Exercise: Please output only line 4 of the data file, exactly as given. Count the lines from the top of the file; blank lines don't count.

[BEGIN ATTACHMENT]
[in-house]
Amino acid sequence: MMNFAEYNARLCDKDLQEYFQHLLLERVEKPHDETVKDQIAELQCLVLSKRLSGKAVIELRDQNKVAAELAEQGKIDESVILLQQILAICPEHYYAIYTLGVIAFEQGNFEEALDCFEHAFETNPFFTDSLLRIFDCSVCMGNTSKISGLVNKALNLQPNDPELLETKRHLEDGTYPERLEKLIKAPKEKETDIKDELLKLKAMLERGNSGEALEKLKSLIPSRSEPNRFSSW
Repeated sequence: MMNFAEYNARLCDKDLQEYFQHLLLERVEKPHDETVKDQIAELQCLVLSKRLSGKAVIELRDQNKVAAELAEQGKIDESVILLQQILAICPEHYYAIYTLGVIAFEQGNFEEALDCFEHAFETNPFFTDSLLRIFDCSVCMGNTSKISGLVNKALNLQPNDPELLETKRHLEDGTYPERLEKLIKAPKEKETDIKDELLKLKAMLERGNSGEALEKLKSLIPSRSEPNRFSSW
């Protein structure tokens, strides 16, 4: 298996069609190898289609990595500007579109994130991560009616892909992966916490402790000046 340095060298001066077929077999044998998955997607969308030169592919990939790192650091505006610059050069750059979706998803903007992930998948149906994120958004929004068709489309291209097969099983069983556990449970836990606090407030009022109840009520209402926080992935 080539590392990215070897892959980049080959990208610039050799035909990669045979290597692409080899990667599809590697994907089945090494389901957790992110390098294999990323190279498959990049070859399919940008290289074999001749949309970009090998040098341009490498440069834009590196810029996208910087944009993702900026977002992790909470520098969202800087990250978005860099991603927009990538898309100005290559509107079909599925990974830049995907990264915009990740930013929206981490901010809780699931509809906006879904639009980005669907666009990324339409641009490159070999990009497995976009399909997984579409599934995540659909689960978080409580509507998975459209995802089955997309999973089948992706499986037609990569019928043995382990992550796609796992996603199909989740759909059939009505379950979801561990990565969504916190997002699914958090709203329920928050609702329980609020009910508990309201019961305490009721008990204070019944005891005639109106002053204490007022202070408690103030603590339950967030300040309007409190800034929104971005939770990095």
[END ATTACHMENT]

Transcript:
């Protein structure tokens, strides 16, 4: 298996069609190898289609990595500007579109994130991560009616892909992966916490402790000046 340095060298001066077929077999044998998955997607969308030169592919990939790192650091505006610059050069750059979706998803903007992930998948149906994120958004929004068709489309291209097969099983069983556990449970836990606090407030009022109840009520209402926080992935 080539590392990215070897892959980049080959990208610039050799035909990669045979290597692409080899990667599809590697994907089945090494389901957790992110390098294999990323190279498959990049070859399919940008290289074999001749949309970009090998040098341009490498440069834009590196810029996208910087944009993702900026977002992790909470520098969202800087990250978005860099991603927009990538898309100005290559509107079909599925990974830049995907990264915009990740930013929206981490901010809780699931509809906006879904639009980005669907666009990324339409641009490159070999990009497995976009399909997984579409599934995540659909689960978080409580509507998975459209995802089955997309999973089948992706499986037609990569019928043995382990992550796609796992996603199909989740759909059939009505379950979801561990990565969504916190997002699914958090709203329920928050609702329980609020009910508990309201019961305490009721008990204070019944005891005639109106002053204490007022202070408690103030603590339950967030300040309007409190800034929104971005939770990095």